Why are there no decent Conan games? Why? The films were great (well, the first one was. Conan the Destroyer isn’t quite the same and the remake is just pointless) but the books were even better. I’ve read every one of Robert E. Howard’s Conan stories and they were brilliant. Between these and the movie adaptations, there is a world of resource and inspiration for some good Conan games so why…are…there…no…good…Conan…games? WHY? WHY? WHERE ARE THE GOOD CONAN GAMES?!?
Whew. That’s better. Talk about your pent up frustration. In the spirit of Conan himself, I persevered and so with pad in hand I asked Crom for the strength to beat this game and if he wouldn’t listen? To hell with him.
To give Conan some credit, the game is at least faithful to the source material when it comes to locations, weapons and even the characterisation of Conan himself. This isn’t Conan as played by Arnie but the real Conan from E. Howard’s books and – as a fan of those tomes – I really appreciated what Cauldron did to keep things legit and authentically presented. The ‘epic’ music is generic but a good fit for the game (nothing else to say about it to be frank).
Gameplay revolves dispatching enemies with various button combinations. You have light attacks, heavy attacks, grabs and a block button. These are utilised to pull off preset combos and by killing enemies the player earns points to spend on unlocking new, flashier moves – standard stuff. Movement however is really clunky and despite using a few different pads, Conan sometimes simply refused to move in the desired direction when changing course. It didn’t cause too many unnecessary deaths during my play-through but it’s pretty piss-poor when a game makes you question the condition of your controllers, especially when it turns out that they are all working correctly.
If you do run out of health though then Conan is transported to the realm of Crom where you must defeat enemies in an enclosed arena in order to be fully restored to the spot where Conan snuffed it. Sounds pretty sweet right? Especially when you consider that the feature has unlimited uses. It’s actually the opposite though because these arena battles are much easier than battles in the mortal realm making Conan’s resurrections assured and the threat of enemies neutered. If you can’t ever technically be killed then where is the challenge? Conan’s apparent immortality also makes a mockery of boss battles because you can be infinitely restored to the spot with the enemy’s life bar still depleted.
The only way that you don’t get a chance to fight for Conan’s restoration is by falling foul of environmental hazards such as holes or traps (apparently Conan hasn’t died as a warrior thus denying him the right to be resurrected) but this still doesn’t excuse the ability to ignore strategy completely and abuse this mechanic. Ultimately, I wondered if there was any point at all in trying to utilise the game’s full range of moves because you may as well repeat the same handful of basic sword combos while spamming this revival ability. It’s certainly possible to beat the game this way with little trouble.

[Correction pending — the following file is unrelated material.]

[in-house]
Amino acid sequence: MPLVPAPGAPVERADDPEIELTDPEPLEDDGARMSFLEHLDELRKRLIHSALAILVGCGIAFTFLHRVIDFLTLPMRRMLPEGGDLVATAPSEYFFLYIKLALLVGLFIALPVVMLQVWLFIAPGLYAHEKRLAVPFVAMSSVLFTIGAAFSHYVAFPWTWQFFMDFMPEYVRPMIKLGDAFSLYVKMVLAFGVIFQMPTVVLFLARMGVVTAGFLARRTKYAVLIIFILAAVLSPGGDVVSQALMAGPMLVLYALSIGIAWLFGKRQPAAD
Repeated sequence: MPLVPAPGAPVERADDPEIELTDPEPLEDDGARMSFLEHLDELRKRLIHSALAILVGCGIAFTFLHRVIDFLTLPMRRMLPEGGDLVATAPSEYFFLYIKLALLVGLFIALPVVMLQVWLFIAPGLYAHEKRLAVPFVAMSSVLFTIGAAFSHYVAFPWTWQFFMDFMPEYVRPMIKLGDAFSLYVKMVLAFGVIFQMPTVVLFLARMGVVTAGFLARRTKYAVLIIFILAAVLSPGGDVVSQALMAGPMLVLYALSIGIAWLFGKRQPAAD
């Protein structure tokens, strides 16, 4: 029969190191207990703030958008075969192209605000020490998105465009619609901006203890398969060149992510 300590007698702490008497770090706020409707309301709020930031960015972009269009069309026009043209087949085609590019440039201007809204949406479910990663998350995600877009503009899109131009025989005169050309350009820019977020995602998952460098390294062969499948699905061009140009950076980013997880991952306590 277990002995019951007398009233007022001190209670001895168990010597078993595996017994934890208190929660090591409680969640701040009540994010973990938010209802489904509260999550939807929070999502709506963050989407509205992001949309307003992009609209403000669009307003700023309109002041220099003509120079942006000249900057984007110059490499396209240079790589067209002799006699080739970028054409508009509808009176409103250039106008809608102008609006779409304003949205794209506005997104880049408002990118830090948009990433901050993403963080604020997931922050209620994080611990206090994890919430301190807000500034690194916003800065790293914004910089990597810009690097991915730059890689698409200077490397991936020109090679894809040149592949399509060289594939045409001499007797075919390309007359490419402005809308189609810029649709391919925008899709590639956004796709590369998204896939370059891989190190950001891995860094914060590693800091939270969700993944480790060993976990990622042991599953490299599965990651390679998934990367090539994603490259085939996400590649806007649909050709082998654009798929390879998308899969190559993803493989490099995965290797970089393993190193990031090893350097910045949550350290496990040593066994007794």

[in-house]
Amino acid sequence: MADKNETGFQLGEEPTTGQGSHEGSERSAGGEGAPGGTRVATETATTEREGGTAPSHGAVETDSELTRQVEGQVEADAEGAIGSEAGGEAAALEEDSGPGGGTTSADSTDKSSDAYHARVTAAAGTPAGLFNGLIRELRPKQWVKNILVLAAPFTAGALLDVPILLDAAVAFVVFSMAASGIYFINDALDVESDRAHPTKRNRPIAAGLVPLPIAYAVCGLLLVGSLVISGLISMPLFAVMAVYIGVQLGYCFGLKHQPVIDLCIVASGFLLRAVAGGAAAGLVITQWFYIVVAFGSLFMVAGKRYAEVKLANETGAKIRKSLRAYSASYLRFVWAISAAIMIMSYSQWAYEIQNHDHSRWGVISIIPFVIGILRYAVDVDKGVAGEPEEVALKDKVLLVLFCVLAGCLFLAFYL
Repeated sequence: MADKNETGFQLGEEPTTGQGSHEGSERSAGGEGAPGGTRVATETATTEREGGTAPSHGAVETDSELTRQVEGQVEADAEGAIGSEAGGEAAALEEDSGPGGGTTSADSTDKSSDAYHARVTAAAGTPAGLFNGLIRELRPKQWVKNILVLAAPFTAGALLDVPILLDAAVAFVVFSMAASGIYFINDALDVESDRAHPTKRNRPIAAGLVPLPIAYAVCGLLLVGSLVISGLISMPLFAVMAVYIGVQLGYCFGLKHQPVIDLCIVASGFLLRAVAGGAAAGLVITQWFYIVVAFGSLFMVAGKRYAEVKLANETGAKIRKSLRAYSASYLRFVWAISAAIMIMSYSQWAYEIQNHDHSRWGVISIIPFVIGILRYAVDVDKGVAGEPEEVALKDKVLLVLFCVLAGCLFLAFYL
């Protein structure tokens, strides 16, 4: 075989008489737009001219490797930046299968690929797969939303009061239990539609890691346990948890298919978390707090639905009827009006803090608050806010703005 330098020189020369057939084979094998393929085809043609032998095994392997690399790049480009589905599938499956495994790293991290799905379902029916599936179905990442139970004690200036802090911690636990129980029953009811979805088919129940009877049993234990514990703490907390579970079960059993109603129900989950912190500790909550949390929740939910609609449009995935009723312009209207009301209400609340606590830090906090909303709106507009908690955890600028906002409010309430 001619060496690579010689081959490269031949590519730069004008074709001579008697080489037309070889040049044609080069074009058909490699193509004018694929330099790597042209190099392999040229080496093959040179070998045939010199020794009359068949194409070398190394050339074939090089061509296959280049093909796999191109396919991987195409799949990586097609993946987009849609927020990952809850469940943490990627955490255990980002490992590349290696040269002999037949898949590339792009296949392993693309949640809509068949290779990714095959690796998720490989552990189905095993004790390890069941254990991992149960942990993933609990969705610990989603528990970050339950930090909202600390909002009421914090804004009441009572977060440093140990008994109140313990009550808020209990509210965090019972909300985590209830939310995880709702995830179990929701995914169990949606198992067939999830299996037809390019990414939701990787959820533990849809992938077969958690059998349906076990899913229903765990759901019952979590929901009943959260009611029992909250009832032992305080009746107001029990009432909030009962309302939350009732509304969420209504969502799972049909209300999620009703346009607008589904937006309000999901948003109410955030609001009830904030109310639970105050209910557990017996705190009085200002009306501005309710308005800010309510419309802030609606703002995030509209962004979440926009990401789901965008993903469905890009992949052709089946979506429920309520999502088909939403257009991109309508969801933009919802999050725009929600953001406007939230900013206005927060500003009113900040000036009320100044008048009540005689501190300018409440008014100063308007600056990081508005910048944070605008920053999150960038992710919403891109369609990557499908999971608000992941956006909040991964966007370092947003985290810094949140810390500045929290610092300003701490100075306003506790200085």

You can switch between swords, axes and maces throughout the game but again, unless you need the mace for beating down armoured foes more effectively, there’s no incentive to bother. There’s also a running side quest to locate and assemble all four pieces of the Atlantean Sword but any exploration is voided by the fact that a) environments are incredibly linear and bland and b) only one of the pieces is easy to miss with the others all in plain sight or after beating a boss. The Atlantean Sword deals with enemies in one hit and shamefully, I even killed the final boss with one wild swipe! Who tested this shit?
The main problem with this game is the clunkiness and just general, basic dullness of everything. It really is an exercise in getting from A to B by killing everything in between, pulling a few levers and avoiding pitfalls. Lots of games have adopted this approach in the past and have turned out really well but Conan is just so uninteresting to sit through with repetitive scraps that don’t ever offer something new or stylish to at least paper over the shortcomings. It does say something that my highlight of the game was the quick cinematic of Conan punching a camel in a marketplace, a reference to a humorous scene in the original Arnie film. It made me smile at least when nothing else did.
The sole reason I persevered to the end was because the authenticity to the original books was spot on and I still wanted to see what happened in the end. I can imagine a non-Conan fan playing this game and binning it after a few levels because as much as I appreciated the videogame renditions of stuff from the books, it was always a case of sitting down and saying “right, got to get this bloody Conan game finished so I can play something else” rather than enjoying the game. I’m bored just writing about it.
Now that I’m nearing the conclusion of this review, I’m looking back over my words and thinking that I haven’t really gone into much detail but the truth is, I just don’t have anything else to say. So…is this an angry rant ending on a mellow note? Not until I’ve gone over the game’s miserable save system! I knew there was something else I hated about Conan – must have blocked it out of my mind for a moment there. Well, there’s no use in burying my head in the sand so I’ll talk about it.
Conan needs to possess a crystal to save the game. You can save anywhere (good) BUT you can only carry four of the damn things at any one time (bad) and let me tell you: there’s nothing worse than trying to make your last crystal go as far as possible only to fall down a hidden pit or be killed by a barely-visible trap because it means slogging back through the whole unsaved section all over again, slaying the same boring enemies and looking at the same uninspiring scenery (extremely, diarrhoea-grade bad). Who thinks that weird save systems like this are a good idea? Fuck these people. A game this underwhelming didn’t need to be any worse but congratulations developers, you managed it.
It’s a shame that the gameplay is so uninspiring and bland because the source material was treated really well with this one. Conan is at least authentic in spirit but that means little when you barely want to play the actual game. Another missed oppurtunity.